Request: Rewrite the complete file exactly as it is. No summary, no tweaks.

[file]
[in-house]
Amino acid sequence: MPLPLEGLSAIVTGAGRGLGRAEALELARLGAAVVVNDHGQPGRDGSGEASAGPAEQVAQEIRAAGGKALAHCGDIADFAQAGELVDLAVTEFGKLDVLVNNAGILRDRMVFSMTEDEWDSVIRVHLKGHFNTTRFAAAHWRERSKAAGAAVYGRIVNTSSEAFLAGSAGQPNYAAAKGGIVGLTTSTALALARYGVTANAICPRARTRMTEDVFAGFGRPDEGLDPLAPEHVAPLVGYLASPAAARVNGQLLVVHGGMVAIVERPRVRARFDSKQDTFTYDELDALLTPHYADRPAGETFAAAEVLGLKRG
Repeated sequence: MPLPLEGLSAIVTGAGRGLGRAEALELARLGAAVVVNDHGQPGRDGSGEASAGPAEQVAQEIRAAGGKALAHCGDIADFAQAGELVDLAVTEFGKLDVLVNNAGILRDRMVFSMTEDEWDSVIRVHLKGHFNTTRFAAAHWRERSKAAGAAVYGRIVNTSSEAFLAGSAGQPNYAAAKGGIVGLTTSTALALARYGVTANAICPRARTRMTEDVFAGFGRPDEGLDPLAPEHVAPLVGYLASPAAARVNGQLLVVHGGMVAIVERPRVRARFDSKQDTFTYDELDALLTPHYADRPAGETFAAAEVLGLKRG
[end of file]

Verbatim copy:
[in-house]
Amino acid sequence: MPLPLEGLSAIVTGAGRGLGRAEALELARLGAAVVVNDHGQPGRDGSGEASAGPAEQVAQEIRAAGGKALAHCGDIADFAQAGELVDLAVTEFGKLDVLVNNAGILRDRMVFSMTEDEWDSVIRVHLKGHFNTTRFAAAHWRERSKAAGAAVYGRIVNTSSEAFLAGSAGQPNYAAAKGGIVGLTTSTALALARYGVTANAICPRARTRMTEDVFAGFGRPDEGLDPLAPEHVAPLVGYLASPAAARVNGQLLVVHGGMVAIVERPRVRARFDSKQDTFTYDELDALLTPHYADRPAGETFAAAEVLGLKRG
Repeated sequence: MPLPLEGLSAIVTGAGRGLGRAEALELARLGAAVVVNDHGQPGRDGSGEASAGPAEQVAQEIRAAGGKALAHCGDIADFAQAGELVDLAVTEFGKLDVLVNNAGILRDRMVFSMTEDEWDSVIRVHLKGHFNTTRFAAAHWRERSKAAGAAVYGRIVNTSSEAFLAGSAGQPNYAAAKGGIVGLTTSTALALARYGVTANAICPRARTRMTEDVFAGFGRPDEGLDPLAPEHVAPLVGYLASPAAARVNGQLLVVHGGMVAIVERPRVRARFDSKQDTFTYDELDALLTPHYADRPAGETFAAAEVLGLKRG